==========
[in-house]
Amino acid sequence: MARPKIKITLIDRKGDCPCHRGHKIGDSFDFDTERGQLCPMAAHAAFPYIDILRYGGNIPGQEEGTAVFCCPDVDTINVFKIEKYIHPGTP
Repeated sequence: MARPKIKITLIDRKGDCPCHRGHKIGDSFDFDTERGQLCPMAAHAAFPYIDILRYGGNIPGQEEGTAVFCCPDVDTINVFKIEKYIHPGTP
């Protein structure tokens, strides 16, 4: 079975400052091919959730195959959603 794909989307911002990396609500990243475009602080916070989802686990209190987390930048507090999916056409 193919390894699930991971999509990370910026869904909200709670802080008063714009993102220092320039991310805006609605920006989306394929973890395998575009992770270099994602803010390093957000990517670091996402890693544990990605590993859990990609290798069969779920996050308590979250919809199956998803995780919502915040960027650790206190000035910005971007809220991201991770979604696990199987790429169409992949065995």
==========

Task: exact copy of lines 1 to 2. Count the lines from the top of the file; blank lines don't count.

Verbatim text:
[in-house]
Amino acid sequence: MARPKIKITLIDRKGDCPCHRGHKIGDSFDFDTERGQLCPMAAHAAFPYIDILRYGGNIPGQEEGTAVFCCPDVDTINVFKIEKYIHPGTP